[Numpy-discussion] Setting custom dtypes and 1.14

josef.pktd at gmail.com josef.pktd at gmail.com
Mon Jan 29 17:50:20 EST 2018


On Mon, Jan 29, 2018 at 4:11 PM, Allan Haldane <allanhaldane at gmail.com>
wrote:

> On 01/29/2018 04:02 PM, josef.pktd at gmail.com wrote:
> >
> >
> > On Mon, Jan 29, 2018 at 3:44 PM, Benjamin Root <ben.v.root at gmail.com
> > <mailto:ben.v.root at gmail.com>> wrote:
> >
> >     I <3 structured arrays. I love the fact that I can access data by
> >     row and then by fieldname, or vice versa. There are times when I
> >     need to pass just a column into a function, and there are times when
> >     I need to process things row by row. Yes, pandas is nice if you want
> >     the specialized indexing features, but it becomes a bear to deal
> >     with if all you want is normal indexing, or even the ability to
> >     easily loop over the dataset.
> >
> >
> > I don't think there is a doubt that structured arrays, arrays with
> > structured dtypes, are a useful container. The question is whether they
> > should be more or the foundation for more.
> >
> > For example, computing a mean, or reduce operation, over numeric element
> > ("columns"). Before padded views it was possible to index by selecting
> > the relevant "columns" and view them as standard array. With padded
> > views that breaks and AFAICS, there is no way in numpy 1.14.0 to compute
> > a mean of some "columns". (I don't have numpy 1.14 to try or find a
> > workaround, like maybe looping over all relevant columns.)
> >
> > Josef
>
> Just to clarify, structured types have always had padding bytes, that
> isn't new.
>
> What *is* new (which we are pushing to 1.15, I think) is that it may be
> somewhat more common to end up with padding than before, and only if you
> are specifically using multi-field indexing, which is a fairly
> specialized case.
>
> I think recfunctions already account properly for padding bytes. Except
> for the bug in #8100, which we will fix, padding-bytes in recarrays are
> more or less invisible to a non-expert who only cares about
> dataframe-like behavior.
>
> In other words, padding is no obstacle at all to computing a mean over a
> column, and single-field indexes in 1.15 behave identically as before.
> The only thing that will change in 1.15 is multi-field indexing, and it
> has never been possible to compute a mean (or any binary operation) on
> multiple fields.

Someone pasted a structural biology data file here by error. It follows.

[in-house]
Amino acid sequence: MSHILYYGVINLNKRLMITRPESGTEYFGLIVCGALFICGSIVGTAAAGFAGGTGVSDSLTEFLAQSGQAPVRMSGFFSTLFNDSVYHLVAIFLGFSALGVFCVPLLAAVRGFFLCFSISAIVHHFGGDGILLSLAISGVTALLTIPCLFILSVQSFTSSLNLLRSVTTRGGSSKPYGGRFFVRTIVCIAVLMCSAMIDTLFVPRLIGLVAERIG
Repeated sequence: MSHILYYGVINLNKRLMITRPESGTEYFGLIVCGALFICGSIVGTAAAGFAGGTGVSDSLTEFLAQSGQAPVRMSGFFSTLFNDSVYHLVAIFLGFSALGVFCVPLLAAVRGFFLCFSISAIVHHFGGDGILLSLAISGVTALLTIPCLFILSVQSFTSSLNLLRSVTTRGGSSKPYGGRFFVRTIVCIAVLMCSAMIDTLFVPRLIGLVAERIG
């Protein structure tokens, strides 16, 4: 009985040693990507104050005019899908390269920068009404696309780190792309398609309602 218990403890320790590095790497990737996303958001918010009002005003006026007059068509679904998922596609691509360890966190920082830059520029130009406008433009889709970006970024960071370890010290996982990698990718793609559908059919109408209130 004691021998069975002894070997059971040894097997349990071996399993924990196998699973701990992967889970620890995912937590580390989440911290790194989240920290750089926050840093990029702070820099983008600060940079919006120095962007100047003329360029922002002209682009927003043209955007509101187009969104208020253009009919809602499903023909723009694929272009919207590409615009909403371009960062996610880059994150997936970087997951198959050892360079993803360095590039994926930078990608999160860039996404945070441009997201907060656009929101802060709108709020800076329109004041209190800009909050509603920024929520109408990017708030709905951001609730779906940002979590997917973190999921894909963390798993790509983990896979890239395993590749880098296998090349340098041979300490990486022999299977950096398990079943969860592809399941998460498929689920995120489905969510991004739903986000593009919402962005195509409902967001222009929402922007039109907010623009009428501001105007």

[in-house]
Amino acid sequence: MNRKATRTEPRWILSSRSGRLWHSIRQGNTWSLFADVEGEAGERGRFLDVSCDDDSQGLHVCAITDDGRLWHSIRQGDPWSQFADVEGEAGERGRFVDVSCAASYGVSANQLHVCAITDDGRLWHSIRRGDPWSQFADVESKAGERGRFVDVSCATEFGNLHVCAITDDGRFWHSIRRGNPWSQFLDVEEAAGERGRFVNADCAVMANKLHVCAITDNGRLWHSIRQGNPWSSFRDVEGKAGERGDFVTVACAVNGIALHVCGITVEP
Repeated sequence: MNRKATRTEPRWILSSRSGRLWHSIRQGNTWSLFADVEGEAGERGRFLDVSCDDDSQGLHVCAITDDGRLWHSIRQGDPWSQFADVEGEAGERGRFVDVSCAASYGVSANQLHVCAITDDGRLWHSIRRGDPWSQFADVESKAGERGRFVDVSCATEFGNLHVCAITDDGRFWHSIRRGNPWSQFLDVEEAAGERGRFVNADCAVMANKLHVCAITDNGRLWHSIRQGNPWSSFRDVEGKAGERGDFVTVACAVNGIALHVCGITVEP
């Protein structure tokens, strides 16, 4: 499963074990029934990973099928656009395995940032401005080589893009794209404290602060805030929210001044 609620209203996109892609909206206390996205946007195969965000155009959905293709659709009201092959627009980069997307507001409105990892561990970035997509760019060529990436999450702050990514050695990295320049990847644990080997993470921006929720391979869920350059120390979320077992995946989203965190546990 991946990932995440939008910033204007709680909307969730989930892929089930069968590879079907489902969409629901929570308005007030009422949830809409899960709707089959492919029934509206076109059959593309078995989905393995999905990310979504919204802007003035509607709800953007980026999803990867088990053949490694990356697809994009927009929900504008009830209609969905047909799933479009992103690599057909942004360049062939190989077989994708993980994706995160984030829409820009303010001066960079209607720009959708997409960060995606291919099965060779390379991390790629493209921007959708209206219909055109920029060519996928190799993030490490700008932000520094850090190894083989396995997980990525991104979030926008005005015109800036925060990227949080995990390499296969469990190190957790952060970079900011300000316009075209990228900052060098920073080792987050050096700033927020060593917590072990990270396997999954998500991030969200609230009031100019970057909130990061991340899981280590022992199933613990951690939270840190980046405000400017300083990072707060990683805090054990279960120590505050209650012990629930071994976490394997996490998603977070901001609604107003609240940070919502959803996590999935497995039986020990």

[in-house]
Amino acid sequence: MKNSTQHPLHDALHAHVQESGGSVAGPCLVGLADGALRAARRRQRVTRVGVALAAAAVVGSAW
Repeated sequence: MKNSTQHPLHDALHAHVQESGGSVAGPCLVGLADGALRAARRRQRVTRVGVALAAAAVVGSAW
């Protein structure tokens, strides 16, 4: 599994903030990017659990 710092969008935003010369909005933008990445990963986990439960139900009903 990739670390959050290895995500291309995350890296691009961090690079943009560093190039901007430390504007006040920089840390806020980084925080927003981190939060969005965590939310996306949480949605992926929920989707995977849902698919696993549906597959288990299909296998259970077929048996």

>

from the example in the other thread
a[['b', 'c']].view(('f8', 2)).mean(0)


(from the statsmodels usecase:
read csv with genfromtext to get recarray or structured array
select/index the numeric columns
view them as standard array
do whatever we can do with standard numpy  arrays
)

Josef


>
> Allan
>
> >
> >     Cheers!
> >     Ben Root
> >
> >     On Mon, Jan 29, 2018 at 3:24 PM, <josef.pktd at gmail.com
> >     <mailto:josef.pktd at gmail.com>> wrote:
> >
> >
> >
> >         On Mon, Jan 29, 2018 at 2:55 PM, Stefan van der Walt
> >         <stefanv at berkeley.edu <mailto:stefanv at berkeley.edu>> wrote:
> >
> >             On Mon, 29 Jan 2018 14:10:56 -0500, josef.pktd at gmail.com
> >             <mailto:josef.pktd at gmail.com> wrote:
> >
> >                 Given that there is pandas, xarray, dask and more, numpy
> >                 could as well drop
> >                 any pretense of supporting dataframe_likes. Or, adjust
> >                 the recfunctions so
> >                 we can still work dataframe_like with structured
> >                 dtypes/recarrays/recfunctions.
> >
> >
> >             I haven't been following the duckarray discussion carefully,
> >             but could
> >             this be an opportunity for a dataframe protocol, so that we
> >             can have
> >             libraries ingest structured arrays, record arrays, pandas
> >             dataframes,
> >             etc. without too much specialized code?
> >
> >
> >         AFAIU while not being in the data handling area, pandas defines
> >         the interface and other libraries provide pandas compatible
> >         interfaces or implementations.
> >
> >         statsmodels currently still has recarray support and usage. In
> >         some interfaces we support pandas, recarrays and plain arrays,
> >         or anything where asarray works correctly.
> >
> >         But recarrays became messy to support, one rewrite of some
> >         functions last year converts recarrays to pandas, does the
> >         manipulation and then converts back to recarrays.
> >         Also we need to adjust our recarray usage with new numpy
> >         versions. But there is no real benefit because I doubt that
> >         statsmodels still has any recarray/structured dtype users. So,
> >         we only have to remove our own uses in the datasets and unit
> tests.
> >
> >         Josef
> >
> >
> >
> >
> >             Stéfan
> >
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